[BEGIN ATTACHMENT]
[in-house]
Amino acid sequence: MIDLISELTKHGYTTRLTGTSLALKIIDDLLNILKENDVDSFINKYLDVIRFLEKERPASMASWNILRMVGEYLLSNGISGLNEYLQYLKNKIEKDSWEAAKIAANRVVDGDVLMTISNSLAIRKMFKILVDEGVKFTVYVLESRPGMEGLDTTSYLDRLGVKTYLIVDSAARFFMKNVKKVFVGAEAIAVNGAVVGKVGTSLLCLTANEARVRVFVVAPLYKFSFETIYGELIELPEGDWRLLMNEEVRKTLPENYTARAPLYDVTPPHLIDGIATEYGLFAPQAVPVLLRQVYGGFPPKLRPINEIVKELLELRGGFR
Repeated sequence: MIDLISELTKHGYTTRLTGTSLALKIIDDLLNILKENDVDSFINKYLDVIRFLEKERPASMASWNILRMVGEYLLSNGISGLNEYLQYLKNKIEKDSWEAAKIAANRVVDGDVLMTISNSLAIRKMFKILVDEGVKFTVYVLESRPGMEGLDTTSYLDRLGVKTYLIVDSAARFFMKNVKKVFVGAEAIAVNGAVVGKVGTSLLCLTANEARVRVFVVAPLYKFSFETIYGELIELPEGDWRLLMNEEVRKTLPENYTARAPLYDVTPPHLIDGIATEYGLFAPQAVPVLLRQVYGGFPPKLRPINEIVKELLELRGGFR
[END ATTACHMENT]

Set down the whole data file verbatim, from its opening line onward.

[in-house]
Amino acid sequence: MIDLISELTKHGYTTRLTGTSLALKIIDDLLNILKENDVDSFINKYLDVIRFLEKERPASMASWNILRMVGEYLLSNGISGLNEYLQYLKNKIEKDSWEAAKIAANRVVDGDVLMTISNSLAIRKMFKILVDEGVKFTVYVLESRPGMEGLDTTSYLDRLGVKTYLIVDSAARFFMKNVKKVFVGAEAIAVNGAVVGKVGTSLLCLTANEARVRVFVVAPLYKFSFETIYGELIELPEGDWRLLMNEEVRKTLPENYTARAPLYDVTPPHLIDGIATEYGLFAPQAVPVLLRQVYGGFPPKLRPINEIVKELLELRGGFR
Repeated sequence: MIDLISELTKHGYTTRLTGTSLALKIIDDLLNILKENDVDSFINKYLDVIRFLEKERPASMASWNILRMVGEYLLSNGISGLNEYLQYLKNKIEKDSWEAAKIAANRVVDGDVLMTISNSLAIRKMFKILVDEGVKFTVYVLESRPGMEGLDTTSYLDRLGVKTYLIVDSAARFFMKNVKKVFVGAEAIAVNGAVVGKVGTSLLCLTANEARVRVFVVAPLYKFSFETIYGELIELPEGDWRLLMNEEVRKTLPENYTARAPLYDVTPPHLIDGIATEYGLFAPQAVPVLLRQVYGGFPPKLRPINEIVKELLELRGGFR